Article: Schizochroal eyes and vision in some phacopid trilobites
E. N. K. Clarkson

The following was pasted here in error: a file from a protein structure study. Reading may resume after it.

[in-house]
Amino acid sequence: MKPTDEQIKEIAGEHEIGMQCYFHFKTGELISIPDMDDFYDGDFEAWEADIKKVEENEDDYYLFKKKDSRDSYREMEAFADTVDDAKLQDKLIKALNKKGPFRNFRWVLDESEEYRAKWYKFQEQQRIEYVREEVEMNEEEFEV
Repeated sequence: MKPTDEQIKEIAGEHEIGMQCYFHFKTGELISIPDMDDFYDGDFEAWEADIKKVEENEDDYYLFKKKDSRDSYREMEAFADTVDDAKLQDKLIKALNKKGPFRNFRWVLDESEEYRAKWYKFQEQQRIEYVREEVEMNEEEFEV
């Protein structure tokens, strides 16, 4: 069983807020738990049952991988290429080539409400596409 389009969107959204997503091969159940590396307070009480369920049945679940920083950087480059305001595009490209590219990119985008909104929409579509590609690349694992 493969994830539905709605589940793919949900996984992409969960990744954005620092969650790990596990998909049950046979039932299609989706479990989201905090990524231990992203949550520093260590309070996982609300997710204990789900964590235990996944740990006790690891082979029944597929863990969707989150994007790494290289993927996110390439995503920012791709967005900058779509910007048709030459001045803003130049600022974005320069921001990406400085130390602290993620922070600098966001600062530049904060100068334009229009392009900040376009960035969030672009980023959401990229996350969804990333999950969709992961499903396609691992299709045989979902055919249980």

Some aspects of vision in nine species of phacopid trilobites are described. Methods of study, which primarily consist of the investigation of the morphology of the visual surface and the extent and nature of the visual field, are identical with those of previous work.Divergent interpretations of intraspecific variation in the lens number of Phacops sp. are discussed and sexual dimorphism is advanced as a tenable hypothesis. Phacopids generally have a fixed pattern of lens distribution, though the individual lens formation and arrangement varies in different species.Individuals within a species have visual fields of similar extent and type, regardless of dimorphism. In different species, however, there is wide variation in visual type, largely as a result of distinct modes of curvature of the visual surface, affecting the angular bearings of the lens-axes.Three principal visual types are distinguished, presumably reflecting adaptations to distinct ecological conditions. In the first, the visual field has a relatively wide vertical range and the eye is slightly astigmatic; in the second there is much greater astigmatism and a narrower visual field; the third type combines features of the other two.